Civic Symphony strikes a chord with Fall Concert

Once more with feeling: The CU Civic Sympony rehearse prior to performing
that evening. Throughout one piece, entitled “Jazz Pizziacato,” the instrumentalists
smiled at the audience, and their choreography added more energy to their program.

Sarah Brewer

A&E Editor 

Classical music filled the McCutheon Recital Hall when the CU Civic Symphony culminated eight weeks of classes and rehearsals with a Fall Concert on the evening of Oct. 9.

Starting with “Eine Kleine Nachtmusic,” a serenade composed by Wolfgang Amadeus Mozart in 1787 often reserved for special occasions, the CU Civic Symphony entertained students, faculty and members of the community with each subsequent song by evoking timeless elegance and excitement.

The ensemble continued to delight the audience with their version of “Jazz Pizzicato” by Leroy Anderson, their take on “Bossa Verde” by Bert Ligon and ended their program with a rousing rendition of “St. Paul’s Jig” by Gustav Holst.

Conductor and Assistant Professor Kirsten Underwood did not intend for the songs to imbue the concert with a celebratory feeling; she instead chose songs that were composed throughout several eras.

“We try to do pieces that are very seriously classical, and we try to cover style periods as much as we can. This time, we did classical music with romantic music and music from the 20th century,” Dr. Underwood said.

Civic Symphony is structured like an eight-week class as opposed to other 16-week ensembles that are scheduled each semester, but each member of the ensemble dedicates his or her time to perfecting each piece.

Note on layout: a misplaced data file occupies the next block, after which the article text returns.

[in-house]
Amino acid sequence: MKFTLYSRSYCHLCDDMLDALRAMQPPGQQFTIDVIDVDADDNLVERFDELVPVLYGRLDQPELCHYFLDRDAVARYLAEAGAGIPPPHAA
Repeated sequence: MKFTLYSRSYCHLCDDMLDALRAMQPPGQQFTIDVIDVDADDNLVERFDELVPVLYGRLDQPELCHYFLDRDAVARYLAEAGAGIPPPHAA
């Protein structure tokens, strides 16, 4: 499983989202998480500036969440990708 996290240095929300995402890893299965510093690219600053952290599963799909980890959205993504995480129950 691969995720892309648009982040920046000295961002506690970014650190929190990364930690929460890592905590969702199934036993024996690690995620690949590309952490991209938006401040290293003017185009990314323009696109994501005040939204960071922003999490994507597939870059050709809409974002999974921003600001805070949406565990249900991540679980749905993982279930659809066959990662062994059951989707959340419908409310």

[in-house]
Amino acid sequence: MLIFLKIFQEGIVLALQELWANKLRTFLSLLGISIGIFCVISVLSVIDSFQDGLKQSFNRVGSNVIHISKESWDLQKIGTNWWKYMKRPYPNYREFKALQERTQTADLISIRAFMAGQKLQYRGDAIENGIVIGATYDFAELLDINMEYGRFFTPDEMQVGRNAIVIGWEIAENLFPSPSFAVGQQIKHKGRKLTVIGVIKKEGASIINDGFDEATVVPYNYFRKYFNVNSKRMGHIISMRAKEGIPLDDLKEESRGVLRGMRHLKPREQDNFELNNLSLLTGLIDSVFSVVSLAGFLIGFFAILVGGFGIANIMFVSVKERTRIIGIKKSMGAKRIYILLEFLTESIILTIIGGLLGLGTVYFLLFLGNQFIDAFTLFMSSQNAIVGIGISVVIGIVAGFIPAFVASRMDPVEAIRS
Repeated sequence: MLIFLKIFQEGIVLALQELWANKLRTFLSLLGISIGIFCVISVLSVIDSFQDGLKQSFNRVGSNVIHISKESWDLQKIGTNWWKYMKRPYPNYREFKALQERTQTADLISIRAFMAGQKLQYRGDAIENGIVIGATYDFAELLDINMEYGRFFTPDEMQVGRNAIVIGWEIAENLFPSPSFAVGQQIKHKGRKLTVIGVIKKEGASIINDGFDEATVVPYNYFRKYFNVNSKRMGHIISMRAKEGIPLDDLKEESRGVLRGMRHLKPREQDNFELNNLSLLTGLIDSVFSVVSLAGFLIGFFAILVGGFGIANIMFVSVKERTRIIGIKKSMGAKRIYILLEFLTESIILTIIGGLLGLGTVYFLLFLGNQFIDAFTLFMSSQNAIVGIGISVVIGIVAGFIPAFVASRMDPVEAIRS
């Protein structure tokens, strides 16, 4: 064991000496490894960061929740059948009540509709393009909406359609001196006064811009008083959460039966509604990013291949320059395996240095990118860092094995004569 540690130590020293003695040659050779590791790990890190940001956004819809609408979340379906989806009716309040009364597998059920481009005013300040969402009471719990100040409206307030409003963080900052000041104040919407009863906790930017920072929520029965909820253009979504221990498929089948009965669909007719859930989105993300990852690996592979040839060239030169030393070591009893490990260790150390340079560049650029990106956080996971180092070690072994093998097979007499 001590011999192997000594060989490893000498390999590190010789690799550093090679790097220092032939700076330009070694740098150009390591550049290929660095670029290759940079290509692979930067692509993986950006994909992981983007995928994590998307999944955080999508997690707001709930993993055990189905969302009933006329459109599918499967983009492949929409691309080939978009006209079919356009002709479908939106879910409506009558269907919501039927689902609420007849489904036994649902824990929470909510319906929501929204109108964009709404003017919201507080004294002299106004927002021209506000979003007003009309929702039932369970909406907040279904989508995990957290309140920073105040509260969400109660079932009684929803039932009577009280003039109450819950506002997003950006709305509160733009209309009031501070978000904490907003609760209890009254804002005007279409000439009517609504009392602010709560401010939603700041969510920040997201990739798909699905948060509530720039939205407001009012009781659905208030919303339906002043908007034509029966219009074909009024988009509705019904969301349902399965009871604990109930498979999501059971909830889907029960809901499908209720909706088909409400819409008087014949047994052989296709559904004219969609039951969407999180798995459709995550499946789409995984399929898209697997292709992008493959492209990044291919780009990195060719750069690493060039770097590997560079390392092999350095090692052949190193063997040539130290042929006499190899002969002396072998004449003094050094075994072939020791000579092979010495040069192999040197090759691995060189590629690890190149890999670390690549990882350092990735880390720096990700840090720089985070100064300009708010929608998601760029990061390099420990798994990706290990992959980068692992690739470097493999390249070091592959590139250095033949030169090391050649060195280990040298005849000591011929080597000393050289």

“We rehearse for two and a half hours every Tuesday night, and of course everyone practices his or her part at home,” Dr. Underwood said. “It is like homework, and we have to come to class prepared so we can concentrate more on musical aspects in the score.”

According to Dr. Underwood, CU Civic Symphony not only includes students, but also invites instrumentalists who feel comfortable playing at the concert level.

“We have Cameron students, we have home-schooled students, we have Lawton Public School students and we have older adults in the community who are amateur players who have been picking up what the professionals have been doing,” Dr. Underwood said.

Violinist and Eisenhower Middle School Orchestra Director Jessica Foster graduated from CU in 2005 and participated in the Fall Concert.

Foster said she is swept away while performing, and she likens the sensation to sampling a delicious desert.

“For me as a player, what I love are those sweet moments that are kind of like biting into a nice cinnamon roll and savoring that taste. There are moments in different pieces that are like that for me,” Foster said.

Foster shares this passion for performing with Spencer Jones, a Cellist and junior Music Education major. Jones has been playing for 10 years and performing as a member of the CU Civic Symphony for one year.

Jones handled emcee duties during the concert, but does not want to remain idle after the course ends. He plans to arrange another concert with other instrumentalists in the latter half of the semester.

“I will be doing this on my own, so it is a ‘we’ll-see-what-happens’ situation,” Jones said. “If I can get everything together and lined up, then I plan on having another performance.”

Jones said making others happy compels him to play cello, and he hopes to someday teach students and aspiring musicians how to make and appreciate music.

“Music is a universal language, and anybody can listen to music and feel a certain way,” Jones said. “Music is important, and I want to be part of the growth of music as a whole.”

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